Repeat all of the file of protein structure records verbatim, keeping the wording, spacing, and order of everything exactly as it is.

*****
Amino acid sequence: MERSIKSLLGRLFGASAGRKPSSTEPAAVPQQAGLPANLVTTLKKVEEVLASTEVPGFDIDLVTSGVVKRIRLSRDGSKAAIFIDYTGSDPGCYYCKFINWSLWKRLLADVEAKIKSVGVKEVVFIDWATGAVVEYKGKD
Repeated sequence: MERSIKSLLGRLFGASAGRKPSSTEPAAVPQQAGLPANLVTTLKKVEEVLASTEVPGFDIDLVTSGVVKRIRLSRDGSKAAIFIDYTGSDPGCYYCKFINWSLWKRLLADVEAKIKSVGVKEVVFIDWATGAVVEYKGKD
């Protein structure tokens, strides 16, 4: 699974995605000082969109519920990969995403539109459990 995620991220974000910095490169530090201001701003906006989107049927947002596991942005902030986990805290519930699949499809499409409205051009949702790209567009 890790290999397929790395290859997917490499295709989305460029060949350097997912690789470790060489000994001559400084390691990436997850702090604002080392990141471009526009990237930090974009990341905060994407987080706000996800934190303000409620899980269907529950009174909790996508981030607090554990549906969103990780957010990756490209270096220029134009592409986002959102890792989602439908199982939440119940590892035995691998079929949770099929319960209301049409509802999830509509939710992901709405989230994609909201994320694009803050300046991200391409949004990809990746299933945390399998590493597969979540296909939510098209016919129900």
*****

Amino acid sequence: MERSIKSLLGRLFGASAGRKPSSTEPAAVPQQAGLPANLVTTLKKVEEVLASTEVPGFDIDLVTSGVVKRIRLSRDGSKAAIFIDYTGSDPGCYYCKFINWSLWKRLLADVEAKIKSVGVKEVVFIDWATGAVVEYKGKD
Repeated sequence: MERSIKSLLGRLFGASAGRKPSSTEPAAVPQQAGLPANLVTTLKKVEEVLASTEVPGFDIDLVTSGVVKRIRLSRDGSKAAIFIDYTGSDPGCYYCKFINWSLWKRLLADVEAKIKSVGVKEVVFIDWATGAVVEYKGKD
């Protein structure tokens, strides 16, 4: 699974995605000082969109519920990969995403539109459990 995620991220974000910095490169530090201001701003906006989107049927947002596991942005902030986990805290519930699949499809499409409205051009949702790209567009 890790290999397929790395290859997917490499295709989305460029060949350097997912690789470790060489000994001559400084390691990436997850702090604002080392990141471009526009990237930090974009990341905060994407987080706000996800934190303000409620899980269907529950009174909790996508981030607090554990549906969103990780957010990756490209270096220029134009592409986002959102890792989602439908199982939440119940590892035995691998079929949770099929319960209301049409509802999830509509939710992901709405989230994609909201994320694009803050300046991200391409949004990809990746299933945390399998590493597969979540296909939510098209016919129900």